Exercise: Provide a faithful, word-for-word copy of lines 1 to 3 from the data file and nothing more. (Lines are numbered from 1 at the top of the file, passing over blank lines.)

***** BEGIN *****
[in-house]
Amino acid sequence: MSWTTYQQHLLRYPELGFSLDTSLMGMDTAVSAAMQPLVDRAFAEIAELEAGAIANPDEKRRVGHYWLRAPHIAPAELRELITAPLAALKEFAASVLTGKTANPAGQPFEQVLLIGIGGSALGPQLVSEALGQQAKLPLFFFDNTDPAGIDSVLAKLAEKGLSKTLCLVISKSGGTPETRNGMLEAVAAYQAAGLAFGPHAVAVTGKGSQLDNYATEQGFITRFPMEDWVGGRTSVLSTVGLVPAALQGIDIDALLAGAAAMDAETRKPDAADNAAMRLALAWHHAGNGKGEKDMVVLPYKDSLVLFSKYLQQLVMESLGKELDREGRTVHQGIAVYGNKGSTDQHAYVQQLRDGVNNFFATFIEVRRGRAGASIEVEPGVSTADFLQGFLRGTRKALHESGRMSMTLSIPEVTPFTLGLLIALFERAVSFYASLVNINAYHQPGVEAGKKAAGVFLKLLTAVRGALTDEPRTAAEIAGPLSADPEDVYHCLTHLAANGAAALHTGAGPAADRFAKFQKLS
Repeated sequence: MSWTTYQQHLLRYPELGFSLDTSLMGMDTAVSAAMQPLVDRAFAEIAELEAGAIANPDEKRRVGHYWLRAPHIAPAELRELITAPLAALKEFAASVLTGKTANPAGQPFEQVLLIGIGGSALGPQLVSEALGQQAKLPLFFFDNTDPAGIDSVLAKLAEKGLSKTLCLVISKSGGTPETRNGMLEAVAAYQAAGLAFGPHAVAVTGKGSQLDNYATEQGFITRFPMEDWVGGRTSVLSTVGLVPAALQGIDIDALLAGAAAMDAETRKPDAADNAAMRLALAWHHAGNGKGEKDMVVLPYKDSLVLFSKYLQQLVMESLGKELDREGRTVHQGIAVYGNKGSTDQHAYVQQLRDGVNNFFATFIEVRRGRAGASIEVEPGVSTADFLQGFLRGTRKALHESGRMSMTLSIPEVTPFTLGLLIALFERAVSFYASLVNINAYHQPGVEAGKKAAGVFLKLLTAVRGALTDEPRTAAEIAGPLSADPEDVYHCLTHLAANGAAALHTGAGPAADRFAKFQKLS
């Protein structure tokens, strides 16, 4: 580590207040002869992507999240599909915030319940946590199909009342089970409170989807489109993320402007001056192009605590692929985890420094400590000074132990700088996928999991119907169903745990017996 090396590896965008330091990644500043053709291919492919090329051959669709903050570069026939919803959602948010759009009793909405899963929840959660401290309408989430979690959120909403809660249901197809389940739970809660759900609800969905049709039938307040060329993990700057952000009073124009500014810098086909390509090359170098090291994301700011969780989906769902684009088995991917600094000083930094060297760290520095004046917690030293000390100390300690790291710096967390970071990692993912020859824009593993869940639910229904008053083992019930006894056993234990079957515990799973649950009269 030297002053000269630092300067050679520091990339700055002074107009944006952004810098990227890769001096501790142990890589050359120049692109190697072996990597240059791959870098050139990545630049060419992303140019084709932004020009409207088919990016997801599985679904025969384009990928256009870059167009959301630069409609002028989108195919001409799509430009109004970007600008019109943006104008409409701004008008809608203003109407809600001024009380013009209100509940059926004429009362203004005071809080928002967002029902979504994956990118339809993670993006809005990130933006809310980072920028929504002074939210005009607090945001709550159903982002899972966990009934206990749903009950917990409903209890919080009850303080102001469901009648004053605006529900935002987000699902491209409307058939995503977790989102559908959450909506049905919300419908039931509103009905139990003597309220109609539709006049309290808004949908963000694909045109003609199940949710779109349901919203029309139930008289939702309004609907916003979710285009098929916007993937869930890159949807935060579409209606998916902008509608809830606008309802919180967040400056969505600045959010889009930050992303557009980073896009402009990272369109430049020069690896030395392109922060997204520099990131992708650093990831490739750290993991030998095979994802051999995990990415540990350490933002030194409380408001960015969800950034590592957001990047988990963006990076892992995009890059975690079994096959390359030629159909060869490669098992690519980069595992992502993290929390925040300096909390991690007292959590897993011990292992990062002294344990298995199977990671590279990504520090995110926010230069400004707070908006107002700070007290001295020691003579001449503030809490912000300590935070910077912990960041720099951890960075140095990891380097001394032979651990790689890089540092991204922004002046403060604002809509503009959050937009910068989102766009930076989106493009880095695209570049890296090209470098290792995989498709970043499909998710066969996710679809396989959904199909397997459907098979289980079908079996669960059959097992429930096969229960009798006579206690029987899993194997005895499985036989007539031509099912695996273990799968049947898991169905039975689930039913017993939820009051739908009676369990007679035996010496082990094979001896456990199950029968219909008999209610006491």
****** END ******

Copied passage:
[in-house]
Amino acid sequence: MSWTTYQQHLLRYPELGFSLDTSLMGMDTAVSAAMQPLVDRAFAEIAELEAGAIANPDEKRRVGHYWLRAPHIAPAELRELITAPLAALKEFAASVLTGKTANPAGQPFEQVLLIGIGGSALGPQLVSEALGQQAKLPLFFFDNTDPAGIDSVLAKLAEKGLSKTLCLVISKSGGTPETRNGMLEAVAAYQAAGLAFGPHAVAVTGKGSQLDNYATEQGFITRFPMEDWVGGRTSVLSTVGLVPAALQGIDIDALLAGAAAMDAETRKPDAADNAAMRLALAWHHAGNGKGEKDMVVLPYKDSLVLFSKYLQQLVMESLGKELDREGRTVHQGIAVYGNKGSTDQHAYVQQLRDGVNNFFATFIEVRRGRAGASIEVEPGVSTADFLQGFLRGTRKALHESGRMSMTLSIPEVTPFTLGLLIALFERAVSFYASLVNINAYHQPGVEAGKKAAGVFLKLLTAVRGALTDEPRTAAEIAGPLSADPEDVYHCLTHLAANGAAALHTGAGPAADRFAKFQKLS
Repeated sequence: MSWTTYQQHLLRYPELGFSLDTSLMGMDTAVSAAMQPLVDRAFAEIAELEAGAIANPDEKRRVGHYWLRAPHIAPAELRELITAPLAALKEFAASVLTGKTANPAGQPFEQVLLIGIGGSALGPQLVSEALGQQAKLPLFFFDNTDPAGIDSVLAKLAEKGLSKTLCLVISKSGGTPETRNGMLEAVAAYQAAGLAFGPHAVAVTGKGSQLDNYATEQGFITRFPMEDWVGGRTSVLSTVGLVPAALQGIDIDALLAGAAAMDAETRKPDAADNAAMRLALAWHHAGNGKGEKDMVVLPYKDSLVLFSKYLQQLVMESLGKELDREGRTVHQGIAVYGNKGSTDQHAYVQQLRDGVNNFFATFIEVRRGRAGASIEVEPGVSTADFLQGFLRGTRKALHESGRMSMTLSIPEVTPFTLGLLIALFERAVSFYASLVNINAYHQPGVEAGKKAAGVFLKLLTAVRGALTDEPRTAAEIAGPLSADPEDVYHCLTHLAANGAAALHTGAGPAADRFAKFQKLS